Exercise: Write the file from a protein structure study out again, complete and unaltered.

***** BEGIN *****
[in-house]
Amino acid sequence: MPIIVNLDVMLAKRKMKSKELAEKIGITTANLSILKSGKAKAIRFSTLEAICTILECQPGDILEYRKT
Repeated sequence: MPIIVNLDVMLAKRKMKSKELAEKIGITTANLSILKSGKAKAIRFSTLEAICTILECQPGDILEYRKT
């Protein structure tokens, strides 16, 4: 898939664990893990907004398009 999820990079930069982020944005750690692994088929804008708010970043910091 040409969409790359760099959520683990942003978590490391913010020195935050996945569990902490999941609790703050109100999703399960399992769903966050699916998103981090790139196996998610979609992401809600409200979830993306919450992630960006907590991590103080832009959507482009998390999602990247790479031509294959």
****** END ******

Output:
[in-house]
Amino acid sequence: MPIIVNLDVMLAKRKMKSKELAEKIGITTANLSILKSGKAKAIRFSTLEAICTILECQPGDILEYRKT
Repeated sequence: MPIIVNLDVMLAKRKMKSKELAEKIGITTANLSILKSGKAKAIRFSTLEAICTILECQPGDILEYRKT
């Protein structure tokens, strides 16, 4: 898939664990893990907004398009 999820990079930069982020944005750690692994088929804008708010970043910091 040409969409790359760099959520683990942003978590490391913010020195935050996945569990902490999941609790703050109100999703399960399992769903966050699916998103981090790139196996998610979609992401809600409200979830993306919450992630960006907590991590103080832009959507482009998390999602990247790479031509294959």